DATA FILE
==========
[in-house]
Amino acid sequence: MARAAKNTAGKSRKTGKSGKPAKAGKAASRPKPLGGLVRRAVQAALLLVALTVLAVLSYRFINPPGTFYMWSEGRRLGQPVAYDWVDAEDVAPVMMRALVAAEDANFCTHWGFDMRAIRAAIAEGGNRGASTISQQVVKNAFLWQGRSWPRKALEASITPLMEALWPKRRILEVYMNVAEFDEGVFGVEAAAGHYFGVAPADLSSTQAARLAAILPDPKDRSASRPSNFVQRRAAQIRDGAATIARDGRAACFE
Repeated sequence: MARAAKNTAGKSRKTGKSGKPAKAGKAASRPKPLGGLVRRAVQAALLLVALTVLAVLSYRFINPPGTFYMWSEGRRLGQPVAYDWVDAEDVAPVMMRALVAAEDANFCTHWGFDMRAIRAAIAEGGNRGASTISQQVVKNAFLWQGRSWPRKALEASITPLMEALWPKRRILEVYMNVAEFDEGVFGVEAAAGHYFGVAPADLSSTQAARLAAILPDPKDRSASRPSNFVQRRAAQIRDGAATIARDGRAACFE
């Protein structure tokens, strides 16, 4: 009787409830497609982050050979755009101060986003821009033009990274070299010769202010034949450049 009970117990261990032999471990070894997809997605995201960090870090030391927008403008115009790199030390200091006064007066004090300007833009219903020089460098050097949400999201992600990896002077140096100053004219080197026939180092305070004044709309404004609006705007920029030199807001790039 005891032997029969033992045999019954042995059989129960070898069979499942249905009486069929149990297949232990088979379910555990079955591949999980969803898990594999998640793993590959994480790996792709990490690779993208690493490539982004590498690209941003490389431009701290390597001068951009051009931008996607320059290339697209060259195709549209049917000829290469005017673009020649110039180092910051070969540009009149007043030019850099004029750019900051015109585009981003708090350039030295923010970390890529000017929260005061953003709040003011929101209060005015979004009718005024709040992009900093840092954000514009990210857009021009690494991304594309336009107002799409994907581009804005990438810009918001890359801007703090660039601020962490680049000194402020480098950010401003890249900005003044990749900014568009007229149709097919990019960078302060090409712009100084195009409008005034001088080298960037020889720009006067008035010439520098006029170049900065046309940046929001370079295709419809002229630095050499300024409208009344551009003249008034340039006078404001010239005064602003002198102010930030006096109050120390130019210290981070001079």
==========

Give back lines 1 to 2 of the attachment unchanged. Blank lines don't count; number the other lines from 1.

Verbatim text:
[in-house]
Amino acid sequence: MARAAKNTAGKSRKTGKSGKPAKAGKAASRPKPLGGLVRRAVQAALLLVALTVLAVLSYRFINPPGTFYMWSEGRRLGQPVAYDWVDAEDVAPVMMRALVAAEDANFCTHWGFDMRAIRAAIAEGGNRGASTISQQVVKNAFLWQGRSWPRKALEASITPLMEALWPKRRILEVYMNVAEFDEGVFGVEAAAGHYFGVAPADLSSTQAARLAAILPDPKDRSASRPSNFVQRRAAQIRDGAATIARDGRAACFE